The facts about cinnamon, your metabolism, satiety, and weight loss
I recently read a blog post by a dietician who was slamming cinnamon and the medical and scientific community that has touted its benefits for weight loss. The self-proclaimed “expert” suggested that readers put on their BS detectors in the first paragraph. This statement is pretty telling that he is not approaching the topic with any semblance of openmindedness. It is a textbook case of bias. So what are the facts?
I have researched the topic for articles, and I have personally taken cinnamon. I have found that when I consume it that I have more energy, eat less, and seem to lose more weight. Is this a placebo effect, I have no idea. Then again, I don’t care because it works for me. I did not just base this on personal experience. I have based it on some research also.
Numerous weight loss before journal publications has suggested that cinnamon might help with weight loss. These are research articles in journals and not just an article in a muscle fitness magazine that is selling you a product or a random blog and forum posts blindly publicizes the next flavor on the month supplement. Sure, there is a lot of wacky stuff out there, but cinnamon is not one of them.
So let’s look at the evidence:
- Research: A spoonful of cinnamon may help make you thin: In this article, I found 9 studies that support the use of cinnamon. Cinnamon appears to affect insulin levels and resistance, reduce carbohydrate absorption, suppress your appetite, and reduce belly fat. Give it a try but consider using Ceylon cinnamon because it is safer at higher doses. I wrote an update on further research on cinnamon.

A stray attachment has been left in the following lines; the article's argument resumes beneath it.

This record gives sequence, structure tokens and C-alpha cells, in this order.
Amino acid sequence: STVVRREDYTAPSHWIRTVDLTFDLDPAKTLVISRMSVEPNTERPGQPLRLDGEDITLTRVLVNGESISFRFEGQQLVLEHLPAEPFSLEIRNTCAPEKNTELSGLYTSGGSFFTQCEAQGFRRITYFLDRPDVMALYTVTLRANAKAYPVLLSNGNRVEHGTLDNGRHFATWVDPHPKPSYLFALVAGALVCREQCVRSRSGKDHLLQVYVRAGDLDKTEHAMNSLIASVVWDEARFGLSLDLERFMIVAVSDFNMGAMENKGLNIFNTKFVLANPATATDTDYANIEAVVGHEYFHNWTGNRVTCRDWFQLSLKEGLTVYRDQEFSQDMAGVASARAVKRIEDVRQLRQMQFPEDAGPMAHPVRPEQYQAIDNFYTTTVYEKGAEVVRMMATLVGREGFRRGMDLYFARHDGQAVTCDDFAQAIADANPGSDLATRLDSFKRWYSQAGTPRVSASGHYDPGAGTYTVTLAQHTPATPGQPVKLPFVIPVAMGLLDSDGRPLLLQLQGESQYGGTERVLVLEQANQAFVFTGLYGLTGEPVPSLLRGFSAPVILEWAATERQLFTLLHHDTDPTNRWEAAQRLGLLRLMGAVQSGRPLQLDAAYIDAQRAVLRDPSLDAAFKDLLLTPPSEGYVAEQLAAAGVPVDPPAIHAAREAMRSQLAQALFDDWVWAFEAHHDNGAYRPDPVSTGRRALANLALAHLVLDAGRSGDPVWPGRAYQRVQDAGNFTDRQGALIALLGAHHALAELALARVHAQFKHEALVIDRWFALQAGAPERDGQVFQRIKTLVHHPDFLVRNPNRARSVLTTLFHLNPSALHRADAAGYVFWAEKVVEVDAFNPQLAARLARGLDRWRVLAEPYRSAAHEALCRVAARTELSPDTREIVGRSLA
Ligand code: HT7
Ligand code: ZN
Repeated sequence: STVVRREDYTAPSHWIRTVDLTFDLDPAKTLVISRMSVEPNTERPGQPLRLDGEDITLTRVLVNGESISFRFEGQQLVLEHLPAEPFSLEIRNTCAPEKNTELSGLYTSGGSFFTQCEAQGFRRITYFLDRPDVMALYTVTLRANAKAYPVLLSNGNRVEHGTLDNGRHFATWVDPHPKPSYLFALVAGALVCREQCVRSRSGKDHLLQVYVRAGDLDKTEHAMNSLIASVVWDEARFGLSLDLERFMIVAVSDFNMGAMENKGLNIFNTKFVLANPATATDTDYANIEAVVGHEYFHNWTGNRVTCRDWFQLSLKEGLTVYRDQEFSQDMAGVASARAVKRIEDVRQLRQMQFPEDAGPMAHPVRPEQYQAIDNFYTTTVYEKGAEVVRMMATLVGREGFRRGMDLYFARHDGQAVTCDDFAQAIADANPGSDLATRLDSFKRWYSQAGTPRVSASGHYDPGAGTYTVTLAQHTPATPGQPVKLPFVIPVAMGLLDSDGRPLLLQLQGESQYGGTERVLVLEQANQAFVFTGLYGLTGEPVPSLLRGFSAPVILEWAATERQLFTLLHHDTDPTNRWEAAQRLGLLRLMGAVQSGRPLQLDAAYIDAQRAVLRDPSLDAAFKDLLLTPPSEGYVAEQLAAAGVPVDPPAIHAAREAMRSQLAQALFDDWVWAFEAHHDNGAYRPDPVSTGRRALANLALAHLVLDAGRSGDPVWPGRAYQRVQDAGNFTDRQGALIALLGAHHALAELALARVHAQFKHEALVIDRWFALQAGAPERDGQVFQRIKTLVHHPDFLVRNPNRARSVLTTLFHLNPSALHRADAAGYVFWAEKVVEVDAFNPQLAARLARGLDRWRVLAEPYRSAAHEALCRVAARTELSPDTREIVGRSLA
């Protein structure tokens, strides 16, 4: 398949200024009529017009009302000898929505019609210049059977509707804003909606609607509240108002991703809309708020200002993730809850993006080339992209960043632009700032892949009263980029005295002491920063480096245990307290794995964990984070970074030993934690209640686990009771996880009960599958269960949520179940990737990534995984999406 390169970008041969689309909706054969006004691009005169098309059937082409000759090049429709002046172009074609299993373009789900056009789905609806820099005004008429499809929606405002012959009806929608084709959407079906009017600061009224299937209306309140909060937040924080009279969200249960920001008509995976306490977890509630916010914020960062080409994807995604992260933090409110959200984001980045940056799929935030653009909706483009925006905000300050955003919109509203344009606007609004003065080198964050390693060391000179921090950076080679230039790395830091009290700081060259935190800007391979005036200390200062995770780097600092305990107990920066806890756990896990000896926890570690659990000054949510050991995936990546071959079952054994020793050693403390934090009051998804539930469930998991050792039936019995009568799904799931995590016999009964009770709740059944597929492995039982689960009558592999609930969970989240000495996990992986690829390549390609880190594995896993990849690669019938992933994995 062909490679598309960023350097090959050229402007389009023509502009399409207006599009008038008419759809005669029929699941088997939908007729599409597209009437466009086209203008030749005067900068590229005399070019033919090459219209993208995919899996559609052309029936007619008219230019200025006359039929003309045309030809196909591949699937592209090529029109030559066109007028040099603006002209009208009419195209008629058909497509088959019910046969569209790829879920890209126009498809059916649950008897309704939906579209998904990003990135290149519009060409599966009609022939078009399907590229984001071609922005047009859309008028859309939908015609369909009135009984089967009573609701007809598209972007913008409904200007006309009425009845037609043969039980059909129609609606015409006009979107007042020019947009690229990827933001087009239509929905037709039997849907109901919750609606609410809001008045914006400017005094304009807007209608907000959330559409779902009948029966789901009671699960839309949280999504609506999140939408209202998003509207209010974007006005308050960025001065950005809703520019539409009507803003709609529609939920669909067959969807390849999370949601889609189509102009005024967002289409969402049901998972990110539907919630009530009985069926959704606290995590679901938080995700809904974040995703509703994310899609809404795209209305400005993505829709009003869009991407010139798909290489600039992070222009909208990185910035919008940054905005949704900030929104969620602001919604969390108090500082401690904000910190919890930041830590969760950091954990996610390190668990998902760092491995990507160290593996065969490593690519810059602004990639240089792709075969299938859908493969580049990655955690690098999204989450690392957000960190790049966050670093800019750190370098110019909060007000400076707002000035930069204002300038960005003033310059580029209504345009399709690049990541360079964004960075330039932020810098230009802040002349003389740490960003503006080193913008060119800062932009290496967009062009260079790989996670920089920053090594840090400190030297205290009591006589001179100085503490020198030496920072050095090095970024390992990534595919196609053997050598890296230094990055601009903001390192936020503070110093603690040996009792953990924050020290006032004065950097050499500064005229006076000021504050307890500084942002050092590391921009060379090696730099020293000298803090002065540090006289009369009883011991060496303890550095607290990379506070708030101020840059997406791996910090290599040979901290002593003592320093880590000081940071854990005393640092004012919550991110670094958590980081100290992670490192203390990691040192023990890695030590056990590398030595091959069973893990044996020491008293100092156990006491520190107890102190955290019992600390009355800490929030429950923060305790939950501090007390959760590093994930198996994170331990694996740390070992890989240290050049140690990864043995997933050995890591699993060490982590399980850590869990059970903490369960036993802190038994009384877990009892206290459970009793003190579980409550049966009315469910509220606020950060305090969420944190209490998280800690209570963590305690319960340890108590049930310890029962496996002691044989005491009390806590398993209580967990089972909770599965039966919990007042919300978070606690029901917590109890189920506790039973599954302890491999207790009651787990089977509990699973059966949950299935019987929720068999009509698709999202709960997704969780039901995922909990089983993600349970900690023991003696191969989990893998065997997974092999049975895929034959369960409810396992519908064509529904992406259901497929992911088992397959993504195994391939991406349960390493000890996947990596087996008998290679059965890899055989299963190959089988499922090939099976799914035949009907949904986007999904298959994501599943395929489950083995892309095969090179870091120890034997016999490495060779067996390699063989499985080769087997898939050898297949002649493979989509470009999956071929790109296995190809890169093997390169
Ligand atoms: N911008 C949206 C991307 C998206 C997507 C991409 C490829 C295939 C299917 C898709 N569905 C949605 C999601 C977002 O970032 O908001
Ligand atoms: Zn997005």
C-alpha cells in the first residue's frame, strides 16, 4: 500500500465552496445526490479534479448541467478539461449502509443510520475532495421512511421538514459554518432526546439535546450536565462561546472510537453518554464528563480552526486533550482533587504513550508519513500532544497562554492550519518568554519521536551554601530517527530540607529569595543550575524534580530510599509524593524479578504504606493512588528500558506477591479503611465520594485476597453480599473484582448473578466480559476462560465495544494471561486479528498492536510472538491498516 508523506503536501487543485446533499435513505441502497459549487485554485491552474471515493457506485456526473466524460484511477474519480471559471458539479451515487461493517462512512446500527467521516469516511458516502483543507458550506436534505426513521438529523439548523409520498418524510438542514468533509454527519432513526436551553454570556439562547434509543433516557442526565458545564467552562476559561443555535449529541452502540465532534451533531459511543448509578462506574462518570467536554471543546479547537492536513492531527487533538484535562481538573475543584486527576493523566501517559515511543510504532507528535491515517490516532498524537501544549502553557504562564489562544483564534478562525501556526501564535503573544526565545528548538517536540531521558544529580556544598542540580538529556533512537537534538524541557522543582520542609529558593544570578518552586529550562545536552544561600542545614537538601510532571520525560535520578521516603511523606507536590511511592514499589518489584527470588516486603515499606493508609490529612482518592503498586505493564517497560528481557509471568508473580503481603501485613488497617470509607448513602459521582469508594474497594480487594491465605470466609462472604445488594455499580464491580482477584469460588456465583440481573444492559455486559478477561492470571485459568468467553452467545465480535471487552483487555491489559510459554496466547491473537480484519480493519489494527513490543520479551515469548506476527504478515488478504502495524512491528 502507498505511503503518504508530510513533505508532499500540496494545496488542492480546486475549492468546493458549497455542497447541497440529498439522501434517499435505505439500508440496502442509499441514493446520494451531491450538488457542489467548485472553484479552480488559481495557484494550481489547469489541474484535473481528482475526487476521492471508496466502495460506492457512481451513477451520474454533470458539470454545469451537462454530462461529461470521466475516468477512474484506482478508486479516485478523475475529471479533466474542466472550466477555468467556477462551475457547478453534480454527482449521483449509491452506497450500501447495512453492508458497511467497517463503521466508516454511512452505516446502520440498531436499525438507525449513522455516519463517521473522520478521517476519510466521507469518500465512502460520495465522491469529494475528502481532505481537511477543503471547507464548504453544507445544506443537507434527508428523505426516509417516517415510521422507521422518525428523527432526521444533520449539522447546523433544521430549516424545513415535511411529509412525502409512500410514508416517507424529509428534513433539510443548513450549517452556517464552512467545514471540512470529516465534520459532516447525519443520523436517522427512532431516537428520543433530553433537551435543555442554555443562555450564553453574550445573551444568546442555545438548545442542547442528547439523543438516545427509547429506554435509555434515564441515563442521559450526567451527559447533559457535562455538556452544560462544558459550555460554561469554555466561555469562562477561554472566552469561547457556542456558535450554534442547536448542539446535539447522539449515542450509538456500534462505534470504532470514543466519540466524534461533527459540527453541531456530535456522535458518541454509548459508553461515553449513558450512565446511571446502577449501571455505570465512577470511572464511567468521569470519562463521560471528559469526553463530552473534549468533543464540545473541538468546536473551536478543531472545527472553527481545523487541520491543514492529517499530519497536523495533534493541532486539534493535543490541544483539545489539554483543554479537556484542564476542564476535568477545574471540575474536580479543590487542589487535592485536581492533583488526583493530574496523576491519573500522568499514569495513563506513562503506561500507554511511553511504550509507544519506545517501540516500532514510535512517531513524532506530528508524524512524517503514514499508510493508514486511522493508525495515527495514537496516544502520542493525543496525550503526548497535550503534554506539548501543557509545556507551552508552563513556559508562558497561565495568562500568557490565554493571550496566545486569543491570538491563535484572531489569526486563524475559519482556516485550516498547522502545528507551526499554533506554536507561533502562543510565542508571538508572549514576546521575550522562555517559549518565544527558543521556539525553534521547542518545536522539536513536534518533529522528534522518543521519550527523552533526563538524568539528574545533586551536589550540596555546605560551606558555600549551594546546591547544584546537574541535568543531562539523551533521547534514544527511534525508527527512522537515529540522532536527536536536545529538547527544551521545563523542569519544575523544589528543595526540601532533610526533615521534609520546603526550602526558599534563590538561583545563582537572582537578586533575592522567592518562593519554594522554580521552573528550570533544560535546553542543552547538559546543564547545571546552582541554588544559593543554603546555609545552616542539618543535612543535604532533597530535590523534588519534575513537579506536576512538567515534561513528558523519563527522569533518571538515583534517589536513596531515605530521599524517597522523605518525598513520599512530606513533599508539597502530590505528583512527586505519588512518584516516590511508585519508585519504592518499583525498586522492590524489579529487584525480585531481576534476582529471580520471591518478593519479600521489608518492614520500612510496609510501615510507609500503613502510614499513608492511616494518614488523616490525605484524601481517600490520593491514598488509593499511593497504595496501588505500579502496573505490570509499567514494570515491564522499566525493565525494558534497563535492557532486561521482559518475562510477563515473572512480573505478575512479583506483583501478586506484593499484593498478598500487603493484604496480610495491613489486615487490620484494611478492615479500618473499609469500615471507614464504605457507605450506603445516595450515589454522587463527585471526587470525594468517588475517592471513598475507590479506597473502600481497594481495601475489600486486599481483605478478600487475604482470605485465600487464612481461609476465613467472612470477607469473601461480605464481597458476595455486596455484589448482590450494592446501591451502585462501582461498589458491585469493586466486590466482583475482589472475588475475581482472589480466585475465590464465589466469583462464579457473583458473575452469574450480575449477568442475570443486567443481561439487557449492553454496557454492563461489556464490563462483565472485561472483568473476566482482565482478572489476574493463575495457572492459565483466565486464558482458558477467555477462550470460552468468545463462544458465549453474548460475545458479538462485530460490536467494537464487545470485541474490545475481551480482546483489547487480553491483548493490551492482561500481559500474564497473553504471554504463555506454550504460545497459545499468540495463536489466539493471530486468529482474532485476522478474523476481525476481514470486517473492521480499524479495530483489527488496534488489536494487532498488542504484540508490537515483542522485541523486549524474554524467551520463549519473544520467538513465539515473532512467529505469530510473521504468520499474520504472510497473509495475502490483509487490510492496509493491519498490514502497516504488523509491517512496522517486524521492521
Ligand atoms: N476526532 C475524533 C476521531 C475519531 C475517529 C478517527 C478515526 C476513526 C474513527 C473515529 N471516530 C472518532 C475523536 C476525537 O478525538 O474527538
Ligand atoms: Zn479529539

- Research update: More evidence support cinnamon might help lose fat.: In this article, I revisit this issue of cinnamon with two more supporting studies. Cinnamaldehyde appears to activate metabolism and thermogenesis in mouse and human primary subcutaneous adipocytes.
I have found at least eleven research articles that show promise with cinnamon intake on improved body composition or fat loss. These are serious journals and not weight loss articles in a throwaway muscle magazine, forum, or blog (ouch, kind of hurts since this is a blog). I am not blindly yelling the benefits of cinnamon supplementation to sell a product. None of these journal publications is making an outlandish claim that you will lose 10s to 100s of pounds, but they do show a subtle benefit that is none-the-less significant. This subtle change may be the difference between failure and success for many of us.
The bottom line: Cinnamon may help you lose weight. If not, cinnamon tastes great, and the taste alone may increase your satiety with less food intake. One thing I do agree with the writer is that it will not supercharge your metabolism, but every little bit helps.
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